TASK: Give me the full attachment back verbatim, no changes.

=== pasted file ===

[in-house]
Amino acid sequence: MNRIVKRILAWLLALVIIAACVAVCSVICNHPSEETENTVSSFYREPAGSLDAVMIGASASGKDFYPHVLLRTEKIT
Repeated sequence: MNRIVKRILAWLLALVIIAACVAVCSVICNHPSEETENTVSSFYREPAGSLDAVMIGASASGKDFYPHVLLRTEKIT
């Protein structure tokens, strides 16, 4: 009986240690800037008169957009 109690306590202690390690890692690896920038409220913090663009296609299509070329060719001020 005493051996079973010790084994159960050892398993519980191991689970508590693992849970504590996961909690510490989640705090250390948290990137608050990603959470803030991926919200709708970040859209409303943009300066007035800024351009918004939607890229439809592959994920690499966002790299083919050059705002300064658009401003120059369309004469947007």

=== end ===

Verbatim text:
[in-house]
Amino acid sequence: MNRIVKRILAWLLALVIIAACVAVCSVICNHPSEETENTVSSFYREPAGSLDAVMIGASASGKDFYPHVLLRTEKIT
Repeated sequence: MNRIVKRILAWLLALVIIAACVAVCSVICNHPSEETENTVSSFYREPAGSLDAVMIGASASGKDFYPHVLLRTEKIT
């Protein structure tokens, strides 16, 4: 009986240690800037008169957009 109690306590202690390690890692690896920038409220913090663009296609299509070329060719001020 005493051996079973010790084994159960050892398993519980191991689970508590693992849970504590996961909690510490989640705090250390948290990137608050990603959470803030991926919200709708970040859209409303943009300066007035800024351009918004939607890229439809592959994920690499966002790299083919050059705002300064658009401003120059369309004469947007």